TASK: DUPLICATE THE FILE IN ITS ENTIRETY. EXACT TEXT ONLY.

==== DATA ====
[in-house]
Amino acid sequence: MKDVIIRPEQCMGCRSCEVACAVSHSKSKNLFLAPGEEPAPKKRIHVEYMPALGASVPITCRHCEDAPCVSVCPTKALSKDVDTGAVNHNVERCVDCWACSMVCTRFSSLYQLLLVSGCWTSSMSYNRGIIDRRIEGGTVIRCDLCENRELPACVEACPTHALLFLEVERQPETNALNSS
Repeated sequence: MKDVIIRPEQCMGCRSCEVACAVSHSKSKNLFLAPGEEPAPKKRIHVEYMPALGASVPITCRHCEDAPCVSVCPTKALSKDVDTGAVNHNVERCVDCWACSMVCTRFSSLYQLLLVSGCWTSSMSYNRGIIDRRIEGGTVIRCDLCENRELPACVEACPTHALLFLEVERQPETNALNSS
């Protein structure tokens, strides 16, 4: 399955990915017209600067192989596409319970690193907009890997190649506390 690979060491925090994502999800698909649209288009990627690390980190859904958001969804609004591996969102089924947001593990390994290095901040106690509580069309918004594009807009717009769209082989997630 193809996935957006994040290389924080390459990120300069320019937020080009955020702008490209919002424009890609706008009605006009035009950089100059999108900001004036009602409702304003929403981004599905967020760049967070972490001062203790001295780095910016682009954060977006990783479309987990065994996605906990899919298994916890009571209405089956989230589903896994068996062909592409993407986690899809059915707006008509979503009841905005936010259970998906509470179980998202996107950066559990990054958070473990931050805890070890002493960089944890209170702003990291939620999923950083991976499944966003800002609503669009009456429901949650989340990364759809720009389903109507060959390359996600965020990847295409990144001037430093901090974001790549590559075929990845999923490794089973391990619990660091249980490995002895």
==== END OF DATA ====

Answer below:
[in-house]
Amino acid sequence: MKDVIIRPEQCMGCRSCEVACAVSHSKSKNLFLAPGEEPAPKKRIHVEYMPALGASVPITCRHCEDAPCVSVCPTKALSKDVDTGAVNHNVERCVDCWACSMVCTRFSSLYQLLLVSGCWTSSMSYNRGIIDRRIEGGTVIRCDLCENRELPACVEACPTHALLFLEVERQPETNALNSS
Repeated sequence: MKDVIIRPEQCMGCRSCEVACAVSHSKSKNLFLAPGEEPAPKKRIHVEYMPALGASVPITCRHCEDAPCVSVCPTKALSKDVDTGAVNHNVERCVDCWACSMVCTRFSSLYQLLLVSGCWTSSMSYNRGIIDRRIEGGTVIRCDLCENRELPACVEACPTHALLFLEVERQPETNALNSS
């Protein structure tokens, strides 16, 4: 399955990915017209600067192989596409319970690193907009890997190649506390 690979060491925090994502999800698909649209288009990627690390980190859904958001969804609004591996969102089924947001593990390994290095901040106690509580069309918004594009807009717009769209082989997630 193809996935957006994040290389924080390459990120300069320019937020080009955020702008490209919002424009890609706008009605006009035009950089100059999108900001004036009602409702304003929403981004599905967020760049967070972490001062203790001295780095910016682009954060977006990783479309987990065994996605906990899919298994916890009571209405089956989230589903896994068996062909592409993407986690899809059915707006008509979503009841905005936010259970998906509470179980998202996107950066559990990054958070473990931050805890070890002493960089944890209170702003990291939620999923950083991976499944966003800002609503669009009456429901949650989340990364759809720009389903109507060959390359996600965020990847295409990144001037430093901090974001790549590559075929990845999923490794089973391990619990660091249980490995002895």